To celebrate the lead up to PhotoLive 2014, we’ll be featuring a different image from each photographer speaking at the event.
Sometimes a spectacular image happens when you least expect it. Steve Davey explains his secret to always striving to come up with a unique way of seeing your subject.
Familiarity often breeds contempt… or if not contempt a sense of boredom. Sometimes it is hard to get motivated to take pictures when you already feel that you have the shot in the bag.
Rather than give into this, the secret is to always strive to come up with something different, a unique way of seeing your subject.
Over the years, I have been lucky enough to shoot in Marrakech many times, and my favourite spot has to be the frenetic Jemaa el Fna main square. Here you can see acrobats, dancers, story-tellers, boxers ad of course snake-charmers.
I love the madness, the chaos and the fact that much of the entertainment is put on for locals, especially in the evenings.
I have a number of shots of the snake charmers, but nothing that really leaps out at me, so on my last trip I decided to try to achieve something a little more unique – a snake-eye angle.
Now the snakes usually have their fangs pulled, so that they can’t deliver venom, but I wasn’t too keen on finding this out, so I fitted the camera to a collapsed, but extended tripod so that I could manouevre it close t them, but keep a little way away.
To keep it stable, I was only a foot or so behind the camera, still close enough to be bitten if one of the snakes really wanted to, but hopefully I would have had the chance to duck out of the way first.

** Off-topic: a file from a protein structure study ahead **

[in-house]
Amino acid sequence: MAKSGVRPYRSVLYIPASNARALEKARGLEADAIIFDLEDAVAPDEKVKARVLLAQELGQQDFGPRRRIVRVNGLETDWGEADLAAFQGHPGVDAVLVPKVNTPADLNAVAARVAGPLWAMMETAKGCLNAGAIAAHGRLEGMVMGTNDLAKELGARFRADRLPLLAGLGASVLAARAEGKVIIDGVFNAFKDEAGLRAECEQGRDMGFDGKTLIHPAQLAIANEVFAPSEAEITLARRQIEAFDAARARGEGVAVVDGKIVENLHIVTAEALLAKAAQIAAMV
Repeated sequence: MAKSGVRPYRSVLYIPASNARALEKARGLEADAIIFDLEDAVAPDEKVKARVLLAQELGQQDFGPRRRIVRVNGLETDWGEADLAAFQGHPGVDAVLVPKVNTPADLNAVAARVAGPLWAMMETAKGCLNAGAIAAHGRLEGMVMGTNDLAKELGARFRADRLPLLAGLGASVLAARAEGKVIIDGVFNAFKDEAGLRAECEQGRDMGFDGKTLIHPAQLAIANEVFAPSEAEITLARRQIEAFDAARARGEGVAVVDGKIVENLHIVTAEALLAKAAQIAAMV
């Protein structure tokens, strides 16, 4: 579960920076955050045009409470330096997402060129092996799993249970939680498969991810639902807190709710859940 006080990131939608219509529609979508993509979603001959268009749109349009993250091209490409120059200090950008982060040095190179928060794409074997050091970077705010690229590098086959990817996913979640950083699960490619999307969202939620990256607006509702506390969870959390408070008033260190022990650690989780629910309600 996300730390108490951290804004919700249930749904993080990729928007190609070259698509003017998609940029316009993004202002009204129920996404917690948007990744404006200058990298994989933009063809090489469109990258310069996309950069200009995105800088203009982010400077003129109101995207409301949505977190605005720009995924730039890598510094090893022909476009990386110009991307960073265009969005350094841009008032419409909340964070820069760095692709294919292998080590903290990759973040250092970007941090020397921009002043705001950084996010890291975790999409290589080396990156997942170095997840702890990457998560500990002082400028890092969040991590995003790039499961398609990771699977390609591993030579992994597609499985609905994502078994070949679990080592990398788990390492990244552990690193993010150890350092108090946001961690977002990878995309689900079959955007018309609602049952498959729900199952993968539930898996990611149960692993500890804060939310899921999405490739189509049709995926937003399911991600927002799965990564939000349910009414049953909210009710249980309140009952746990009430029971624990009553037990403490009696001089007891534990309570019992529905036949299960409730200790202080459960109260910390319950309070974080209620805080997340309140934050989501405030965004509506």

I shot with a Nikon D3x camera and used the Nikon 14-24mm lens to allow me to get really close. The camera was tilted up from ground level using the ball and socket head of the tripod.
This made composition tricky, so I glanced at each shot on the preview screen and adjusted the camera if it needed it. I fired the camera using a wireless cable release bought from Hong Kong via eBay.
It was pretty easy to convince the snake charmers to let me take the pictures, although they haggled hard over prices! They enjoyed playing up for the camera though and also took advantage and worked the crowds who formed to watch me take pictures.
Unfortunately, the snake charmers always position themselves in the shadows, and so the contrast with the background was huge. I always shoot in RAW format, and so the camera was able to record a great deal of information in both the highlights and shadows.
Bringing out all of this information was quite tricky, and I used a combination of the highlight recovery tool and a series of digital graduated filters in Adobe Lightroom to balance highlights and shadows. The result is a striking image, which manages to create an unusual and daring view of a often photographed subject.
Steve is running sessions at PhotoLive 2014 London on how to tell a story through composition and how to photograph festivals.
Steve is a writer and photographer, who travels widely bringing his unique view of the world to publications all over the world. Steve is the author of Foot Print Travel Photography, the leading guide to travelling with your camera and leads his own range of photography tours to some of the most photogenic parts of the world. You can see more of Steve’s work at his professional website or keep up with his work on Facebook.
PhotoLive takes place in Leeds (23 Aug), Edinburgh (30 Aug) and London (06 Sep). You can view the full schedule and book tickets at photo-live.com. Use code DCAM20 and get 20% off your ticket.
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